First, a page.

If only the NY TImes used the sports headline writers for the newsShavua tov, a good week to everyone.
Saturday's New York Times sports section features an article blasting the NFL for its treatment of Israel's football team (which plays for the AFC title and a trip to the Super Bowl tomorrow) and team quarterback Tom Brady (Hat Tip: Memeorandum). The headline is titled True Scandal of Deflategate Lies in the N.F.L.’s Behavior.
In May, the data arrived. The prominent lawyer Theodore V. Wells Jr., who was hired to investigate Deflategate for the league, delivered a devastating indictment of the Patriots. The Wells report concluded that “it was more probable than not” that two members of the Patriots’ locker room staff had “participated in a deliberate effort to release air from Patriots game balls,” and that “it was more probable than not” that Brady was “at least generally aware” of the impropriety.
Although the evidence was circumstantial — based on ambiguous text messages; Brady’s discarding of a cellphone; and a trip to the bathroom by one of the staff members, who took the balls in with him — it was also buttressed by a lengthy scientific report prepared by Exponent, a consulting firm with dubious bona fides, having disputed the dangers of secondhand smoke and asbestos. Exponent was a hired gun, and its conclusions backed Wells’s narrative.
Brady liked his footballs at the lowest p.s.i. in the range — 12.5. The consultants concluded that the drop in the p.s.i. of the Patriots’ footballs — the average was 11.3 p.s.i. — could not be fully explained by the Ideal Gas Law; it was too steep. But the smaller drop in the p.s.i. of the Colts’ footballs could indeed be explained by the laws of physics.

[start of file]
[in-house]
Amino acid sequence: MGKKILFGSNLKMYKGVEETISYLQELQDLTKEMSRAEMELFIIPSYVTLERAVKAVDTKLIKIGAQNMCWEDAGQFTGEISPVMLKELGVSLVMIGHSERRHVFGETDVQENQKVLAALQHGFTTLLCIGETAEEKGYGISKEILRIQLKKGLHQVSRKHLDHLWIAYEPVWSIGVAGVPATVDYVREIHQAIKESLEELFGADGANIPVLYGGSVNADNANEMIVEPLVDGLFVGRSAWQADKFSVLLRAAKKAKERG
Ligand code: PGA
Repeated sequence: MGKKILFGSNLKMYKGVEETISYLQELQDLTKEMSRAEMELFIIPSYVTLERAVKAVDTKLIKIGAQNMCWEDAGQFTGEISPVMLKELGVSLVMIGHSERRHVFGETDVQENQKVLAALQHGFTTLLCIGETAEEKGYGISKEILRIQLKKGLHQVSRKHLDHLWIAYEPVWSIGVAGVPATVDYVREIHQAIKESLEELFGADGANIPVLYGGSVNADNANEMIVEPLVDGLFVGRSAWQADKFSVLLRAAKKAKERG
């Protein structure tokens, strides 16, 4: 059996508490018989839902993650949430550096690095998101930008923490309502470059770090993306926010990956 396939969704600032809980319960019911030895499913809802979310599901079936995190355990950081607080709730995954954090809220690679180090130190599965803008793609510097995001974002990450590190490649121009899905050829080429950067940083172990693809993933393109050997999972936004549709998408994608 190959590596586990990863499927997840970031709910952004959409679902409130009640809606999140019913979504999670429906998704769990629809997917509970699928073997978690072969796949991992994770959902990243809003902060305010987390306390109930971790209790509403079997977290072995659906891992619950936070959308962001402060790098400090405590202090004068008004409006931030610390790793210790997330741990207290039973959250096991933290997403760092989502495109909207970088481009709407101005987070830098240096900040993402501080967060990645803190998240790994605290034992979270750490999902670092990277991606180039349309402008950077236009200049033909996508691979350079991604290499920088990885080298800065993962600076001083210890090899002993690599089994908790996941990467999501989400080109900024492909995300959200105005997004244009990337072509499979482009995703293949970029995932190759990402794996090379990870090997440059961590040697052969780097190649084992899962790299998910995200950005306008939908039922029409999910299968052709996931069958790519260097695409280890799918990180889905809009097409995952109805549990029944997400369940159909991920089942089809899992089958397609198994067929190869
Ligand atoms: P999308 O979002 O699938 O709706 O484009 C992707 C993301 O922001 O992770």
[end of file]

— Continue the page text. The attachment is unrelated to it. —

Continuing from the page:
Numbers in hand, Leonard went to work. He bought the same gauges the N.F.L. used to measure p.s.i. levels. He bought N.F.L.-quality footballs. He replicated the temperatures of the locker room, and the colder field. And so on. When he was done, he concluded that Exponent had made a series of basic errors. Leonard’s work showed the exact opposite of Exponent’s conclusions: The drop in the Patriots’ footballs’ p.s.i was consistent with the Ideal Gas Law; the smaller drop in pressure in the Colts’ balls was not. (Leonard surmises that because the Colts’ balls were tested after the Patriots’ balls, they had warmed up again.)
By early November, he had a PowerPoint presentation with more than 140 slides. By the end of the month, he had given two lectures about Deflategate, the second of which he had videotaped and posted on YouTube. A viewer who watched the lengthy lecture edited it down to a crisp 15 minutes; Leonard agreed to let him post the edited version.
The edited lecture went up on YouTube on Dec. 1 and has been viewed more than 17,000 times. It is utterly convincing. Leonard told me that if an M.I.T. undergraduate made the kinds of mistakes that Exponent made, “I would force them to repeat the experiment and correct the analysis.” Based on his study of the data, Leonard now says: “I am convinced that no deflation occurred and that the Patriots are innocent. It never happened.”
Fair headline? I think so. Now compare it with this headline and the accompanying article's content.He is hardly the only scientist to take that position. As Dan Wetzel pointed out in a recent Yahoo Sports column, scientists at Carnegie Mellon, the University of Chicago, Boston College, Rockefeller University, the University of Illinois and Bowdoin College — and others — have all come to the same conclusion.
A 13-year-old Palestinian girl was fatally shot by an Israeli security guard at the entrance to a West Bank settlement on Saturday after she ran at him with a knife, according to the Israeli police.
The girl was identified by the official Palestinian news agency Wafa as Ruqayya Eid Abu Eid, a resident of the Palestinian village of Anata. The village is about a mile from the settlement of Anatot, where the episode occurred.
According to the Israeli police, Ms. Abu Eid quarreled with her family on Saturday morning and then left her home with a knife “intending to die.” She arrived at the settlement about 8 a.m., the police said in a statement, and ran toward the civilian guard at the entrance, who opened fire. Grainy security camera footage from the scene appeared to show a girl with a knife in her hand chasing a guard.
The girl’s father, who was looking for her, arrived at the settlement soon after she had been shot. The police detained him for questioning.Sure glad I read the article for the context. I wonder how many other people didn't/